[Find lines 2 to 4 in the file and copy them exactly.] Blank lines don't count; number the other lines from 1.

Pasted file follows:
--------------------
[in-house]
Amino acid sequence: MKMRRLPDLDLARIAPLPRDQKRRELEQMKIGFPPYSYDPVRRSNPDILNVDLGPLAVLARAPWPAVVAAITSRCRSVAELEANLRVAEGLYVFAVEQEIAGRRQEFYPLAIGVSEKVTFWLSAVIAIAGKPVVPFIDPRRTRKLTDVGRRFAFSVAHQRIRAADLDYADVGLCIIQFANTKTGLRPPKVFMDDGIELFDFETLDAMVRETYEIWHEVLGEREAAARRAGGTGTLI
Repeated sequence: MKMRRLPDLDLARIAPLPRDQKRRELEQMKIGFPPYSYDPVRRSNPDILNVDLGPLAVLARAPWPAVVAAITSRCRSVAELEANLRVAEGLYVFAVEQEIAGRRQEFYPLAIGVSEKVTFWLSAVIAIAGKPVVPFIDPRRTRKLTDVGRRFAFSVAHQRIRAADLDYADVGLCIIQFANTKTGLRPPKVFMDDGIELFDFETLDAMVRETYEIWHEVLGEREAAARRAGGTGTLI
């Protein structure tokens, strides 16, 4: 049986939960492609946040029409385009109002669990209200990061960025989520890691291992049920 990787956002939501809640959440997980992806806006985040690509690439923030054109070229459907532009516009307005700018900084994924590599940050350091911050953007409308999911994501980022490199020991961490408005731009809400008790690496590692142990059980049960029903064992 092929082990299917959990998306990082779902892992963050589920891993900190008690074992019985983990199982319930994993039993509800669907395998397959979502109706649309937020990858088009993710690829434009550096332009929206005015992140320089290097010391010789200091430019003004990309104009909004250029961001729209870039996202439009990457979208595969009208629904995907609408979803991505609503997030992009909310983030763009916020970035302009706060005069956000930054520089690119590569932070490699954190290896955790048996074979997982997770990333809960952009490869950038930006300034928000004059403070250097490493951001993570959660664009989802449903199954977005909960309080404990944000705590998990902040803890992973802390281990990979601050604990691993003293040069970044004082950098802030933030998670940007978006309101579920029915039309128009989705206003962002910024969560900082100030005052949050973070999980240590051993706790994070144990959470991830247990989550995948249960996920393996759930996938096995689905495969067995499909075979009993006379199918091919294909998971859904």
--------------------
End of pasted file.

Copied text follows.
Amino acid sequence: MKMRRLPDLDLARIAPLPRDQKRRELEQMKIGFPPYSYDPVRRSNPDILNVDLGPLAVLARAPWPAVVAAITSRCRSVAELEANLRVAEGLYVFAVEQEIAGRRQEFYPLAIGVSEKVTFWLSAVIAIAGKPVVPFIDPRRTRKLTDVGRRFAFSVAHQRIRAADLDYADVGLCIIQFANTKTGLRPPKVFMDDGIELFDFETLDAMVRETYEIWHEVLGEREAAARRAGGTGTLI
Repeated sequence: MKMRRLPDLDLARIAPLPRDQKRRELEQMKIGFPPYSYDPVRRSNPDILNVDLGPLAVLARAPWPAVVAAITSRCRSVAELEANLRVAEGLYVFAVEQEIAGRRQEFYPLAIGVSEKVTFWLSAVIAIAGKPVVPFIDPRRTRKLTDVGRRFAFSVAHQRIRAADLDYADVGLCIIQFANTKTGLRPPKVFMDDGIELFDFETLDAMVRETYEIWHEVLGEREAAARRAGGTGTLI
């Protein structure tokens, strides 16, 4: 049986939960492609946040029409385009109002669990209200990061960025989520890691291992049920 990787956002939501809640959440997980992806806006985040690509690439923030054109070229459907532009516009307005700018900084994924590599940050350091911050953007409308999911994501980022490199020991961490408005731009809400008790690496590692142990059980049960029903064992 092929082990299917959990998306990082779902892992963050589920891993900190008690074992019985983990199982319930994993039993509800669907395998397959979502109706649309937020990858088009993710690829434009550096332009929206005015992140320089290097010391010789200091430019003004990309104009909004250029961001729209870039996202439009990457979208595969009208629904995907609408979803991505609503997030992009909310983030763009916020970035302009706060005069956000930054520089690119590569932070490699954190290896955790048996074979997982997770990333809960952009490869950038930006300034928000004059403070250097490493951001993570959660664009989802449903199954977005909960309080404990944000705590998990902040803890992973802390281990990979601050604990691993003293040069970044004082950098802030933030998670940007978006309101579920029915039309128009989705206003962002910024969560900082100030005052949050973070999980240590051993706790994070144990959470991830247990989550995948249960996920393996759930996938096995689905495969067995499909075979009993006379199918091919294909998971859904």